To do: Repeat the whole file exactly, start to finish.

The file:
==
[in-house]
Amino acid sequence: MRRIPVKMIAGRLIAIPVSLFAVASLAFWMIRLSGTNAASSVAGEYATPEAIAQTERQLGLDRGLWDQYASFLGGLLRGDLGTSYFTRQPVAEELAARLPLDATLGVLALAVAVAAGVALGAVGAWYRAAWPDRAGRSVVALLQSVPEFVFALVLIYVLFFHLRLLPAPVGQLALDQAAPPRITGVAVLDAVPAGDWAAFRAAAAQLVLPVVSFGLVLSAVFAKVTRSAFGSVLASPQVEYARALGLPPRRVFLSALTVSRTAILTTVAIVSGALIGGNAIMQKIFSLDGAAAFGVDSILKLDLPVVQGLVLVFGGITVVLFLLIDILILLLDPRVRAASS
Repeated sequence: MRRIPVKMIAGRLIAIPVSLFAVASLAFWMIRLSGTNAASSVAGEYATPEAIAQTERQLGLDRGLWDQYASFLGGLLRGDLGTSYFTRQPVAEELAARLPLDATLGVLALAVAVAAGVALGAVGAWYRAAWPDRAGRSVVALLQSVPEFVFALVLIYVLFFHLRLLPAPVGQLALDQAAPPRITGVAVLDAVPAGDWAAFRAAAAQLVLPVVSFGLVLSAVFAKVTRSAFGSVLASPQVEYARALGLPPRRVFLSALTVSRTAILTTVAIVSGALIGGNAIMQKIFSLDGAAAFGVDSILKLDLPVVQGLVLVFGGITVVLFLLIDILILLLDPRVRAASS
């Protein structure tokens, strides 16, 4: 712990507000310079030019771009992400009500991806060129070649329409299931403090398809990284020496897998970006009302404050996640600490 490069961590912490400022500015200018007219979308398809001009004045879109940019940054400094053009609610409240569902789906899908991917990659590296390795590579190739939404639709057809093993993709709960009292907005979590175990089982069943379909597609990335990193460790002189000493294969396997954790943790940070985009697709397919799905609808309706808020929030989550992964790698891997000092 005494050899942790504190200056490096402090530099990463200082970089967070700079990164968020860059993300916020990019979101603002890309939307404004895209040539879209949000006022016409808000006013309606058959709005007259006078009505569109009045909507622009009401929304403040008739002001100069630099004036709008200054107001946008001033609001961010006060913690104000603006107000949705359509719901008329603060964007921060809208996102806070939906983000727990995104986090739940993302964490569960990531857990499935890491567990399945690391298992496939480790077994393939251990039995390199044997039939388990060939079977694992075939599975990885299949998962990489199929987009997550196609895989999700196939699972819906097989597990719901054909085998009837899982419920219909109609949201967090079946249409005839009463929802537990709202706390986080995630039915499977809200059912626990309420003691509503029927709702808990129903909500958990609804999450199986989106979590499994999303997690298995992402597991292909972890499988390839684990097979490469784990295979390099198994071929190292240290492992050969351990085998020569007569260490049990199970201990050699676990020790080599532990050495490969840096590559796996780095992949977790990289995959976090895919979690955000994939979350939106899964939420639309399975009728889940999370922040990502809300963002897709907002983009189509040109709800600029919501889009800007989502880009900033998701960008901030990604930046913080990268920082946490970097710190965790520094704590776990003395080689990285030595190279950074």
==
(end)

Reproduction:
[in-house]
Amino acid sequence: MRRIPVKMIAGRLIAIPVSLFAVASLAFWMIRLSGTNAASSVAGEYATPEAIAQTERQLGLDRGLWDQYASFLGGLLRGDLGTSYFTRQPVAEELAARLPLDATLGVLALAVAVAAGVALGAVGAWYRAAWPDRAGRSVVALLQSVPEFVFALVLIYVLFFHLRLLPAPVGQLALDQAAPPRITGVAVLDAVPAGDWAAFRAAAAQLVLPVVSFGLVLSAVFAKVTRSAFGSVLASPQVEYARALGLPPRRVFLSALTVSRTAILTTVAIVSGALIGGNAIMQKIFSLDGAAAFGVDSILKLDLPVVQGLVLVFGGITVVLFLLIDILILLLDPRVRAASS
Repeated sequence: MRRIPVKMIAGRLIAIPVSLFAVASLAFWMIRLSGTNAASSVAGEYATPEAIAQTERQLGLDRGLWDQYASFLGGLLRGDLGTSYFTRQPVAEELAARLPLDATLGVLALAVAVAAGVALGAVGAWYRAAWPDRAGRSVVALLQSVPEFVFALVLIYVLFFHLRLLPAPVGQLALDQAAPPRITGVAVLDAVPAGDWAAFRAAAAQLVLPVVSFGLVLSAVFAKVTRSAFGSVLASPQVEYARALGLPPRRVFLSALTVSRTAILTTVAIVSGALIGGNAIMQKIFSLDGAAAFGVDSILKLDLPVVQGLVLVFGGITVVLFLLIDILILLLDPRVRAASS
């Protein structure tokens, strides 16, 4: 712990507000310079030019771009992400009500991806060129070649329409299931403090398809990284020496897998970006009302404050996640600490 490069961590912490400022500015200018007219979308398809001009004045879109940019940054400094053009609610409240569902789906899908991917990659590296390795590579190739939404639709057809093993993709709960009292907005979590175990089982069943379909597609990335990193460790002189000493294969396997954790943790940070985009697709397919799905609808309706808020929030989550992964790698891997000092 005494050899942790504190200056490096402090530099990463200082970089967070700079990164968020860059993300916020990019979101603002890309939307404004895209040539879209949000006022016409808000006013309606058959709005007259006078009505569109009045909507622009009401929304403040008739002001100069630099004036709008200054107001946008001033609001961010006060913690104000603006107000949705359509719901008329603060964007921060809208996102806070939906983000727990995104986090739940993302964490569960990531857990499935890491567990399945690391298992496939480790077994393939251990039995390199044997039939388990060939079977694992075939599975990885299949998962990489199929987009997550196609895989999700196939699972819906097989597990719901054909085998009837899982419920219909109609949201967090079946249409005839009463929802537990709202706390986080995630039915499977809200059912626990309420003691509503029927709702808990129903909500958990609804999450199986989106979590499994999303997690298995992402597991292909972890499988390839684990097979490469784990295979390099198994071929190292240290492992050969351990085998020569007569260490049990199970201990050699676990020790080599532990050495490969840096590559796996780095992949977790990289995959976090895919979690955000994939979350939106899964939420639309399975009728889940999370922040990502809300963002897709907002983009189509040109709800600029919501889009800007989502880009900033998701960008901030990604930046913080990268920082946490970097710190965790520094704590776990003395080689990285030595190279950074």